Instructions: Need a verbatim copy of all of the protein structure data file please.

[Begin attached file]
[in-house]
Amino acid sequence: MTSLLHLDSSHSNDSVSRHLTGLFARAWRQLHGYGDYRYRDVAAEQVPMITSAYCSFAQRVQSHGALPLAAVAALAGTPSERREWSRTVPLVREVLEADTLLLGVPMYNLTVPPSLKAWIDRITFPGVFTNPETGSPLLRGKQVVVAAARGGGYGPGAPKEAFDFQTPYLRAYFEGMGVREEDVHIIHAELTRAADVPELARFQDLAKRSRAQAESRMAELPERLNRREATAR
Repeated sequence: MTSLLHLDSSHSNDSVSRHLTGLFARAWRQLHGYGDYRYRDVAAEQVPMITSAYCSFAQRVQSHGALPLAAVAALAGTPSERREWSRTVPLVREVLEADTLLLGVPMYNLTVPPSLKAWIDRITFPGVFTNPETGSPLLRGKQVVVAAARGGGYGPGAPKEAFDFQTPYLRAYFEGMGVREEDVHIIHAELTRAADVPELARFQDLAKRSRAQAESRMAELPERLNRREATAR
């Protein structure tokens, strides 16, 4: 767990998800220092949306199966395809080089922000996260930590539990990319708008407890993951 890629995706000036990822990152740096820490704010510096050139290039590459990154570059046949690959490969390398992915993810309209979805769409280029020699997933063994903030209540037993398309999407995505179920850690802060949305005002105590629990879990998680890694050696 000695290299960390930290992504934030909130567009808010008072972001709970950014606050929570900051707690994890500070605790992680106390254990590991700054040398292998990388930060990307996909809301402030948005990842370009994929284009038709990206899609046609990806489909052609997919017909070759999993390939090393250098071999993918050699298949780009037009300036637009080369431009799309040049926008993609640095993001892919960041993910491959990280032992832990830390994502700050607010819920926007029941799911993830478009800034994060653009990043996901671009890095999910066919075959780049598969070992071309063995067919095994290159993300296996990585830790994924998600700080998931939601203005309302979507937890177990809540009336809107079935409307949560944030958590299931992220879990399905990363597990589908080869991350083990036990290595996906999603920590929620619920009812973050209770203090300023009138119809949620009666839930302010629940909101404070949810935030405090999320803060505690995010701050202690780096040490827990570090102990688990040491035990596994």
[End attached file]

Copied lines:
[in-house]
Amino acid sequence: MTSLLHLDSSHSNDSVSRHLTGLFARAWRQLHGYGDYRYRDVAAEQVPMITSAYCSFAQRVQSHGALPLAAVAALAGTPSERREWSRTVPLVREVLEADTLLLGVPMYNLTVPPSLKAWIDRITFPGVFTNPETGSPLLRGKQVVVAAARGGGYGPGAPKEAFDFQTPYLRAYFEGMGVREEDVHIIHAELTRAADVPELARFQDLAKRSRAQAESRMAELPERLNRREATAR
Repeated sequence: MTSLLHLDSSHSNDSVSRHLTGLFARAWRQLHGYGDYRYRDVAAEQVPMITSAYCSFAQRVQSHGALPLAAVAALAGTPSERREWSRTVPLVREVLEADTLLLGVPMYNLTVPPSLKAWIDRITFPGVFTNPETGSPLLRGKQVVVAAARGGGYGPGAPKEAFDFQTPYLRAYFEGMGVREEDVHIIHAELTRAADVPELARFQDLAKRSRAQAESRMAELPERLNRREATAR
């Protein structure tokens, strides 16, 4: 767990998800220092949306199966395809080089922000996260930590539990990319708008407890993951 890629995706000036990822990152740096820490704010510096050139290039590459990154570059046949690959490969390398992915993810309209979805769409280029020699997933063994903030209540037993398309999407995505179920850690802060949305005002105590629990879990998680890694050696 000695290299960390930290992504934030909130567009808010008072972001709970950014606050929570900051707690994890500070605790992680106390254990590991700054040398292998990388930060990307996909809301402030948005990842370009994929284009038709990206899609046609990806489909052609997919017909070759999993390939090393250098071999993918050699298949780009037009300036637009080369431009799309040049926008993609640095993001892919960041993910491959990280032992832990830390994502700050607010819920926007029941799911993830478009800034994060653009990043996901671009890095999910066919075959780049598969070992071309063995067919095994290159993300296996990585830790994924998600700080998931939601203005309302979507937890177990809540009336809107079935409307949560944030958590299931992220879990399905990363597990589908080869991350083990036990290595996906999603920590929620619920009812973050209770203090300023009138119809949620009666839930302010629940909101404070949810935030405090999320803060505690995010701050202690780096040490827990570090102990688990040491035990596994």